Samuel had died about 2 years earlier (25:1). His funeral was a great national event. People from across the country gathered for it. Such an event would certainly have had a powerful effect on the minds of many people, including perhaps even Saul.
At some time, Saul had forced everyone who used witchcraft to leave Israel. Witchcraft is the use of magic, especially in order to contact spirits. Godís law strictly forbids any such practices (Leviticus 19:31; Deuteronomy 18:9-14).
We do not know when, or why, Saul gave that order. A possible answer is that he did it after the death of Samuel.
Although Saul would not obey God, he still wanted God to support his rule. So it mattered very much to Saul that Israel had Samuel as its national prophet (holy man). When Samuel retired, he promised to pray for Israel for the rest of his life (12:23).
At Samuelís funeral, everyone in Israel became aware of the importance of Israelís relationship with God. Now Samuel, their prophet, was not still alive to pray for them; and Saul, their king, was not obeying God. The people would have considered that to be a very dangerous situation, especially as their nation was constantly at war. Saul would have wanted to do some great act, in order to give confidence to the people and to impress God. Previously, he had given great sacrifices (gifts) to God for that purpose, but Samuel had told him not to do that (15:22).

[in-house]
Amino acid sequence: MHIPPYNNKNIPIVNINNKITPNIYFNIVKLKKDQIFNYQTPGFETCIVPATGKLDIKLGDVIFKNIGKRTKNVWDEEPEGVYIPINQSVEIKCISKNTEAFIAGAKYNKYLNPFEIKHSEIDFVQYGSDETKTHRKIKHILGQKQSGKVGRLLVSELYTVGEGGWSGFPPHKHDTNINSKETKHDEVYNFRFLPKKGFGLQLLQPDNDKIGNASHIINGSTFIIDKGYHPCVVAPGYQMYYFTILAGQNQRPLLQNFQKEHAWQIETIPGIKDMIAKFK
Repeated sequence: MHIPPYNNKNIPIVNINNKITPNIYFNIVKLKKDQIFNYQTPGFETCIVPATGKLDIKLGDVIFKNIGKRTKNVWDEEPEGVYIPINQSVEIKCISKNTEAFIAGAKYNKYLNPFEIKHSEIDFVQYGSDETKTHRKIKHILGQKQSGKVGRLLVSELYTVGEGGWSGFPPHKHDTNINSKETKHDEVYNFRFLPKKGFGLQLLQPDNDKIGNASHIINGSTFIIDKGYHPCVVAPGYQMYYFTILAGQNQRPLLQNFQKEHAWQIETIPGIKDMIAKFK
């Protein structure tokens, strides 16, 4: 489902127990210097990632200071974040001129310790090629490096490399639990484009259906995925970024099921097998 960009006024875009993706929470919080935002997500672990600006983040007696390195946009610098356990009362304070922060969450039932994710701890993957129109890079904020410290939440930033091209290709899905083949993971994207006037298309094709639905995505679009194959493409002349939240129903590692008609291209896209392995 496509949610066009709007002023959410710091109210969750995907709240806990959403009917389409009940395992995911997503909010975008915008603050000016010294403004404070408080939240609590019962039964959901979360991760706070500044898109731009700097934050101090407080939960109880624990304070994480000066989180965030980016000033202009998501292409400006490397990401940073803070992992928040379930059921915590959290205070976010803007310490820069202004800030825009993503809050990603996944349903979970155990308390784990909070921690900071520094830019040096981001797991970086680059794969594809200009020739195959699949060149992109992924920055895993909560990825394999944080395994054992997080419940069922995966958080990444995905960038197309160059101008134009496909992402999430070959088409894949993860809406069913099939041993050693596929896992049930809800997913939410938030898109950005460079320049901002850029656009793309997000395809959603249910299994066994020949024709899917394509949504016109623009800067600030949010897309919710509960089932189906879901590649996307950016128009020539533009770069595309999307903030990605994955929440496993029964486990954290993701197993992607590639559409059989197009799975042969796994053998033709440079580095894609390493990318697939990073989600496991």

So, in Saulís mind, it would have seemed a very good idea to force everyone who used witchcraft to leave Israel. However, Saul was still not serving God; his attitudes had not changed. The proof of that is what Saul did on the night before his death. He himself decided to use witchcraft then (28:4-20).
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© 2014, Keith Simons.